He’s somewhere on the ocean now, a place he ought to be
With one hand on the starboard rail, he’s wavin’ back at me
Those lyrics are taken from Jimmy Buffett’s ode to his grandfather, who instilled in him a love of the ocean and an appreciation for an unconventional, adventurous (if not without challenges and pain sometimes) way of living. I woke to the news that Buffett, a singer and songwriter I’ve admired and enjoyed since my late teens has passed away. Luckily he created a body of work in his music that will live on forever. Some might find it strange, but some of the songs he’s best known for (Margaritaville and Cheeseburger In Paradise) were songs I couldn’t stand. Whatever. The man lived a full and colorful life and knew some pretty interesting people along the way and he turned all that into some memorable music.
Yes, this is a political blog but the way I see it politics is about people and so much of Buffett’s songwriting was about all manner of things people experience. The good, the bad, and the absurd and so on. Political leaders are supposed to understand the people they claim to want to lead and serve and from where I sit they could learn a lot from Buffett’s music.
Some was fun, some was happy, some was sad, some was nostalgic, some was downright funny and/or sarcastic, and some even about love. Both romantic and of family. I could write all day long and link to fifteen or twenty songs. Hell, more than that. If one looked past the whole image, especially the “Parrothead” thing that developed a lot of the lyrics spoke volumes about life. Both for the rich but also (much more often) for us regular folks.
As The Commodores sang of Marvin Gaye in Night Shift, Jimmy Buffet sang of the “joy and pain” – I’ll be cueing that one up with a lot of actual Buffett songs this weekend. Decades ago I said if there was a theme song to life including my own it would be Changes In Latitudes, Changes in Attitudes, especially this verse:
Reading departure signs in some big airport
Reminds me of the places I’ve been.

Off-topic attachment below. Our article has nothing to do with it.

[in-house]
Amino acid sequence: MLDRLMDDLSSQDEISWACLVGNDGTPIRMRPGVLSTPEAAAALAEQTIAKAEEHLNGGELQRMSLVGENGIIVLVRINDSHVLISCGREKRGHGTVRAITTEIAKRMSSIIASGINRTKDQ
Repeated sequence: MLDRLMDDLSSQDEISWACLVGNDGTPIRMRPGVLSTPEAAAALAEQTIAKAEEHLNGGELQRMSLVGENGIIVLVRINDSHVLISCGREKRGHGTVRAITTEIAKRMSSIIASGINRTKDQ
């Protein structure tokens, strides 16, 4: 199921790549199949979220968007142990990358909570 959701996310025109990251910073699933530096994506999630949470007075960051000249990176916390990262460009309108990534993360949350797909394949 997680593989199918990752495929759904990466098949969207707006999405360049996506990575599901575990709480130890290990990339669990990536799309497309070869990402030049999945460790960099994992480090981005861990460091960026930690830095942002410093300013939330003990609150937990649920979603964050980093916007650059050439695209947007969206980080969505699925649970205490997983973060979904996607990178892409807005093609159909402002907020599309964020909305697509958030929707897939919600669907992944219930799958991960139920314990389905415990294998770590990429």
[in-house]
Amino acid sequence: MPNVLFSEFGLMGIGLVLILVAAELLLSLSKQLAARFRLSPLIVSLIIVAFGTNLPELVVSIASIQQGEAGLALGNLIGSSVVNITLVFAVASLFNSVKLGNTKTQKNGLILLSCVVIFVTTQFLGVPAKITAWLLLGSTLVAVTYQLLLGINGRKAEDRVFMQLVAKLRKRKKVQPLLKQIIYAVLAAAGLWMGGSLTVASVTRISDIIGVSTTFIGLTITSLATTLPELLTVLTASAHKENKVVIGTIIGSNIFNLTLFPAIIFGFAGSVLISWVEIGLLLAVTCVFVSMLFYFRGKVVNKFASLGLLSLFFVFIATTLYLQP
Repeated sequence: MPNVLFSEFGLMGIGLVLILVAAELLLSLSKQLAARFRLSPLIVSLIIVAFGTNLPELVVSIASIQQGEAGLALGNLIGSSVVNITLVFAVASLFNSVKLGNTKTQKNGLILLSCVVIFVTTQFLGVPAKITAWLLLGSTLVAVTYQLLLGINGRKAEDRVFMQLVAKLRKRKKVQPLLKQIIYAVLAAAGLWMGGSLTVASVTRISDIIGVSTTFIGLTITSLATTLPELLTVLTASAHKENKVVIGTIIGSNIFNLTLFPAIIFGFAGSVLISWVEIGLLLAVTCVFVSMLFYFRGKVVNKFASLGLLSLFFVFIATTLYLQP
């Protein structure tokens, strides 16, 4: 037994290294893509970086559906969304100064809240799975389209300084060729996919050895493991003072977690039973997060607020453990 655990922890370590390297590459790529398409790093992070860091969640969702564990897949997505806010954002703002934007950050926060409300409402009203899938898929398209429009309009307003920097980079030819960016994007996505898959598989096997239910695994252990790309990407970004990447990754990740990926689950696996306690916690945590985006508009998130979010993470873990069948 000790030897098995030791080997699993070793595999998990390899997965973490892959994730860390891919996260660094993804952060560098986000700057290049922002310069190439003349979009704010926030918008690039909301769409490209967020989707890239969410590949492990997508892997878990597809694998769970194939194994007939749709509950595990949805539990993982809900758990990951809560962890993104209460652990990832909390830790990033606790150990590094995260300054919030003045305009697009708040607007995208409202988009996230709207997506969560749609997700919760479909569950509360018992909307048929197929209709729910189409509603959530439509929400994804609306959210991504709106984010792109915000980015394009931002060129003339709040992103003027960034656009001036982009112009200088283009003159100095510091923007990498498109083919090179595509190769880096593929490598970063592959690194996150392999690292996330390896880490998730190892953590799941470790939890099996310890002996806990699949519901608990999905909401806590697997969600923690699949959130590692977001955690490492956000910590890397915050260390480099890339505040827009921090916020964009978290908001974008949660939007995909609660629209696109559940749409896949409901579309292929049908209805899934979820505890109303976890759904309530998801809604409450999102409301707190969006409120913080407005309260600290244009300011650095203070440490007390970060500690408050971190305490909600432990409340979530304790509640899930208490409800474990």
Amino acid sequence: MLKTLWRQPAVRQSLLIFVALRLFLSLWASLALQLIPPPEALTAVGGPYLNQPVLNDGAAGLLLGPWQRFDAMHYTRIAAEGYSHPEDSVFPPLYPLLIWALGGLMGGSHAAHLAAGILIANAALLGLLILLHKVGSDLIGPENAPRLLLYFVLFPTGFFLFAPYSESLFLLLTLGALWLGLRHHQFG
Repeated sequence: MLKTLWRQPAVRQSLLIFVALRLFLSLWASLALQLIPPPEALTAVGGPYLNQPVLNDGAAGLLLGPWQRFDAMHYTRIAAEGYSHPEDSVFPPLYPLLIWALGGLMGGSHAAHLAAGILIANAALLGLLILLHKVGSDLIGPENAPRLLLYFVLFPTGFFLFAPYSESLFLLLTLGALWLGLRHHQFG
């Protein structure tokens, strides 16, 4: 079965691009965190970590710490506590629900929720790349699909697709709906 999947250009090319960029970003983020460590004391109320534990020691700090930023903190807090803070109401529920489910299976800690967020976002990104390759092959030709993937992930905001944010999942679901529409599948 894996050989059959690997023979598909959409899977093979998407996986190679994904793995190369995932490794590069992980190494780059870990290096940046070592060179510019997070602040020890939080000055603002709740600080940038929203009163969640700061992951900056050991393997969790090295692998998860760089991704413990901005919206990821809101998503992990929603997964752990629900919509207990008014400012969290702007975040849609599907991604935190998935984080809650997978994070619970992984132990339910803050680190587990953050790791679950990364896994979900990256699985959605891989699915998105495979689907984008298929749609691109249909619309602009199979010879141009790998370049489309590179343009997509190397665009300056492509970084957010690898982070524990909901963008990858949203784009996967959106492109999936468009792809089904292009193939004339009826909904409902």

Visions of good times that brought so much pleasure
Makes me want to go back again.
If it suddenly ended tomorrow,
I could somehow adjust to the fall.
Good times and riches and son of a bitches,
I’ve seen more than I can recall
And the tag line sure as hell is relevant given what our country has been going through in the hellscape Trump has created: “If we couldn’t laugh, we would all go insane.” I have had some incredible (both good and bad) experiences and even some “golden” moments and periods of time in my life. And been to some incredible places. And have had to adjust to the fall so to speak more than once and with the latest fall it’s for good. But hell, you adjust and remember the good times and count yourself lucky to have experienced them. That’s why that whole song resonated with me when I first heard it, and more so as the years have passed.
In addition to being a terrific songwriter and performer Buffett was a helluva businessman and if I have a criticism it’s that given the financial empire he created he didn’t use his popularity to directly address what’s been happening to our country. Maybe, just maybe he penned (and recorded) an extra verse to Fruitcakes – a Trump verse. One that could expand on his intro where he says his friend Desdemona told him humans were taken out of the cosmic oven too early.
As I said I could go on all day quoting and talking about memorable lyrics and even including videos and links to a bunch of his songs but have decided to resist that temptation.
I will however say that many times starting decades ago even if it weren’t on on a grave marker there’s an epitaph that would be perfect for me. One of Buffett’s more poignant tunes is He Went To Paris. It’s an ode to an old man he knew who told him stories of a long and fascinating life, part of which so many of us can relate to which is reaching adulthood with big dreams, then getting sidetracked by life and sometimes going through a tragedy well into adulthood when all had been going well realizing those grand dreams had been pushed aside, even if for a good and fulfilling life. As Buffett’s song recants of the man’s final time, “If he likes you he’ll smile and he’ll say…”
“Some of it’s magic, and some of it’s tragic but I had a good life all the way”
I think any of those of us who have enjoyed Jimmy Buffett’s music over the years would agree he’d consider that the perfect way to describe he own life as he takes his final sail out over the ocean, with one hand on the starboard rail looking back and waving) to us.